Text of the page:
It’s just important to know that when you buy reusable grocery bags, you should commit to using them as often as possible to actually cut down on your single-use plastic consumption.
For this, we recommend having one batch in the car, and another set of bags that you might bring indoors when hauling the groceries up.
3. Microfiber Cloths
These things are like magic, and can replace your paper towel and disposable cleaning rag use completely.
Microfiber rags are known to stain from time to time, but they still come out of the wash extremely soft. Microfiber takes a little longer than straight-up cotton to degrade in nature, but it is biodegradable.
You can get an average of about three years of use out of each rag, even if you’re using them on a daily basis. After a certain point, they should be disposed of for sanitary purposes.
Microfiber cloths can be swapped out for cotton cleaning rags, which have about half the life expectancy, but are cheaper and break down in nature a little bit faster.
Cotton cloths do tend to tear or wear through with age, but either way, saving an immense amount of paper towels would be the best possible thing you could do by switching to microfiber or cotton cloths.
4. Silicone Storage Bags
Use them for food, use them for anything you like, but just make sure that you’re staying away from single-use plastic bags in general.
Silicone and PEVA freezer storage bags are the optimal way to store food when tupperware just doesn’t cut it, and you have certain things that can’t go into glass jars for whatever reason.
Due to the natural water resistance of both of those materials, these bags are super easy to clean regardless of what was inside of them.
That’s a minimum amount of water waste, all while having something that’s completely food-safe to store food in. Silicone is used
5. Motor Oil
Motor oil is widely useful, but it’s also extremely toxic for the environment.
You can recycle it, but then it’s basically going to be stored in cans forever or filtered and reused, and you could be the one reaping the benefits of it instead.
Whether you filter the oil or not, you can use it for a bunch of DIY projects like:
- Finishing a floor
- Protecting the integrity of your tools
- Staining a fence
- Lubricating hinges
- Soften new leather work boots (and other uses in our guide here)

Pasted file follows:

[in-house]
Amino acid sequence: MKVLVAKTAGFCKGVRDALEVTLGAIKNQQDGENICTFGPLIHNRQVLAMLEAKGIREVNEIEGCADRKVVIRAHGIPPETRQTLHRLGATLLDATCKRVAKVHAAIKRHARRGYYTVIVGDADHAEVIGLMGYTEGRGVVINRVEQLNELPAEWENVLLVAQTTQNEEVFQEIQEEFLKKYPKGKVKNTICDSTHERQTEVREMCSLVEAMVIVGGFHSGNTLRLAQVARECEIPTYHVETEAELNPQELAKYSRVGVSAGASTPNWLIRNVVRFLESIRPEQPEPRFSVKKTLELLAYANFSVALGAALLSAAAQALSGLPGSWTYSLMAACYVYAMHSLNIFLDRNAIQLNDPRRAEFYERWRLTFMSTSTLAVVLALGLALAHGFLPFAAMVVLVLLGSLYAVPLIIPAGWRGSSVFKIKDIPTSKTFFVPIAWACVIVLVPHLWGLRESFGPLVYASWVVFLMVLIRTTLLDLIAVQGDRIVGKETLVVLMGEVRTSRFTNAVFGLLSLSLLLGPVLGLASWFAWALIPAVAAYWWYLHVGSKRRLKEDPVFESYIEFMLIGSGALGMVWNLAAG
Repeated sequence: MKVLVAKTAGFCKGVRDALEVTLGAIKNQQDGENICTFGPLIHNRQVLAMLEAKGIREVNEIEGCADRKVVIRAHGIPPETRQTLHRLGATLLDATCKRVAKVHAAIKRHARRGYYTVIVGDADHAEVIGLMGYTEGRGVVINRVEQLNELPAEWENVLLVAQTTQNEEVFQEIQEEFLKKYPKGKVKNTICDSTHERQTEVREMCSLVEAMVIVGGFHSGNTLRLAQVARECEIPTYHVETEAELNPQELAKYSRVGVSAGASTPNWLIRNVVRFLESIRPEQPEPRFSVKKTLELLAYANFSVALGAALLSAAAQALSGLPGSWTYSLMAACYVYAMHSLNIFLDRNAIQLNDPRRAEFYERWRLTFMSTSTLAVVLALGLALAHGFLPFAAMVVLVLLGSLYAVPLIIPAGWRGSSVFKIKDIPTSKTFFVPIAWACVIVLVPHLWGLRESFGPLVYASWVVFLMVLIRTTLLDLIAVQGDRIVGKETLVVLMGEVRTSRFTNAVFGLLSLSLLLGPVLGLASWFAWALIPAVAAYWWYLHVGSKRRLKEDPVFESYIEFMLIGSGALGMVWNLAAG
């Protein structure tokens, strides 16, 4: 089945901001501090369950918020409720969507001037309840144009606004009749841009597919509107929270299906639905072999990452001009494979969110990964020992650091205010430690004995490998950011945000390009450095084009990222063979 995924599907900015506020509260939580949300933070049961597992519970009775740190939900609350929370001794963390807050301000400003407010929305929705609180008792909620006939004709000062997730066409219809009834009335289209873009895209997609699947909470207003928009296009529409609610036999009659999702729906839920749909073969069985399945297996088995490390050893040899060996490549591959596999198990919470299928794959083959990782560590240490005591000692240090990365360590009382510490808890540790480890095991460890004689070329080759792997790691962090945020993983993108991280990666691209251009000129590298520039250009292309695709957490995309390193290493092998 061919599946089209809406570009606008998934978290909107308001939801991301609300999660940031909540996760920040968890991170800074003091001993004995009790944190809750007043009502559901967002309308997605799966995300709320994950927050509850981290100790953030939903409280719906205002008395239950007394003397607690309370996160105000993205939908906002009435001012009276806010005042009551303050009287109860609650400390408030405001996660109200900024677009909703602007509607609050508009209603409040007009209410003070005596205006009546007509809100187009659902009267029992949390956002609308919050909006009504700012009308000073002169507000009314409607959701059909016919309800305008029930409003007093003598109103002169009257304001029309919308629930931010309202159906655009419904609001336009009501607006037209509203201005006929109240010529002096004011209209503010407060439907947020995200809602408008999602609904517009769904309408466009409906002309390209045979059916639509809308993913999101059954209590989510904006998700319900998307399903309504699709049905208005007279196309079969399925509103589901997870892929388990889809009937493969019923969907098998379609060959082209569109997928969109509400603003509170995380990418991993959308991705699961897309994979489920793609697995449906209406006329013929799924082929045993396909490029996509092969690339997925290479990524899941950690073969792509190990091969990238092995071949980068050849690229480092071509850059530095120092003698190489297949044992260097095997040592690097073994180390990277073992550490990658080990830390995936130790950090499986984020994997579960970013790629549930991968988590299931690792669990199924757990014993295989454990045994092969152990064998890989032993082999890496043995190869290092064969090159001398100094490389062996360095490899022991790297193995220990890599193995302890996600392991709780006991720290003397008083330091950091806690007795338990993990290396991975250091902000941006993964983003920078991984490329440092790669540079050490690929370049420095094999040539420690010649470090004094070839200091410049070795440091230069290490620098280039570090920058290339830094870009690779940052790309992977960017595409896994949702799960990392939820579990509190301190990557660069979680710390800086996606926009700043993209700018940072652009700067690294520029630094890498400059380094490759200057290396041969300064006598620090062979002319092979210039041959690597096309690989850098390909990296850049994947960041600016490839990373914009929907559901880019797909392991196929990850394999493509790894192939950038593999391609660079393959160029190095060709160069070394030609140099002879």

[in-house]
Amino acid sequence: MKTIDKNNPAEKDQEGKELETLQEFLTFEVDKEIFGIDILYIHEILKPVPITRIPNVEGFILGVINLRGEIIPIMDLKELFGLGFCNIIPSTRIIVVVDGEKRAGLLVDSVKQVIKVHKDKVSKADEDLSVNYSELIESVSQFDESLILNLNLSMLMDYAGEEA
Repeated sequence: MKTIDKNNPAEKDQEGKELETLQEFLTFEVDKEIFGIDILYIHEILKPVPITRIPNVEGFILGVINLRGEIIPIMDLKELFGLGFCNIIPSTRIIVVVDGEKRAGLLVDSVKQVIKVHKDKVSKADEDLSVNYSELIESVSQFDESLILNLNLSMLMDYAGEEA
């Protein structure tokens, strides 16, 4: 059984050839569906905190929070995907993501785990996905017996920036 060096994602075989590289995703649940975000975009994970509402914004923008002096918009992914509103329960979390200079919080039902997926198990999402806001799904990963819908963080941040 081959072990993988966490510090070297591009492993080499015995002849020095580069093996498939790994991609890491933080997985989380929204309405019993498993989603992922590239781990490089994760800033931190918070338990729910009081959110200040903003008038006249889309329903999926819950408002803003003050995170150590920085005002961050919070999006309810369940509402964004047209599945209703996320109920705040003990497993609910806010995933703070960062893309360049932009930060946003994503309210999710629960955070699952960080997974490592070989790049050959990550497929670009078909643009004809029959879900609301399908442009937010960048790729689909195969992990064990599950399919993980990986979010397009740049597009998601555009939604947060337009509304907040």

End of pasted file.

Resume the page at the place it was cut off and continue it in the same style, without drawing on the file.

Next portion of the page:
So long as you store your oil correctly, using it shouldn’t be a problem. You can reuse oil, preferably after it’s been filtered, for a very long time throughout multiple applications.
6. Can Liners
Nobody is saying that you ha.ve to have an unsanitary kitchen, but if you’re using your trash can liners effectively, you can reuse them multiple times before you run into issues.
Rinse the trash can liner with a little bit of water, and then pour it into the trash bin alongside the trash. This quick rinse should prevent most food waste from sticking to it, which will prevent bacterial growth.
There are reusable trash can liners that are meant to be washed repeatedly, and the liners can be used for years.
However, this isn’t something that every eco-friendly person is hyped about, and that’s understandable.
You can still use a disposable liner two or three times before discarding it, effectively reducing your trash bag waste by about 67%.
That may not seem like much in the grand scheme, but how often do you purchase trash bags? Often enough for it to matter.
Reusable trash can liners are an excellent thing though, and can further your environmentally conscious efforts. Once you remove all forms of waste, most of them are machine washable, so you don’t have to get your hands too dirty.
7. Glass Bottles and Jars
Glass has virtually infinite uses.
Glass is superior to plastic for storing food and beverages, because it has absolutely no leaching properties whatsoever.
There’s nothing that’s slowly going to degrade from glass and get into your drink, or contaminate food despite how long you store it in there.
Reusing glass bottles from alcoholic beverages or soda is a great way to reduce your carbon footprint, and earn some permanent drinking glasses.
They aren’t as durable or bump-resistant as drinking glasses that you buy at the store, but they still get the job done, and can last for decades with proper care.
The biggest thing to keep in mind is that you need to sanitize these glass bottles very carefully. It’s difficult to clean a narrow neck bottle when you don’t have the necessary tools, but there are other ways to clean and sanitize them effectively.
Using glass keeps it out of landfills and oceans, which is obviously a major up for the environment, but it’s also an enormous financial benefit if you stick with it.
Replacing water bottles can save you hundreds of dollars per year, and if you have a large family, the savings only grow as the kids get older and consume more.
8. Plastic Bottles
At the end of the line, you probably weren’t expecting us to tell you to reuse plastic bottles, but it’s actually one of the most eco-friendly things you can do with them.
There are a ton of ideas that you can put into practice. You can turn plastic water bottles into:
- Plastic greenhouses for growing plants
- Vertical gardens by hanging water bottles on fences
- Planter pots out of bottle bases
- First-aid kits for emergencies
- Bird feeders
- Make-do piggy banks
- Irrigation systems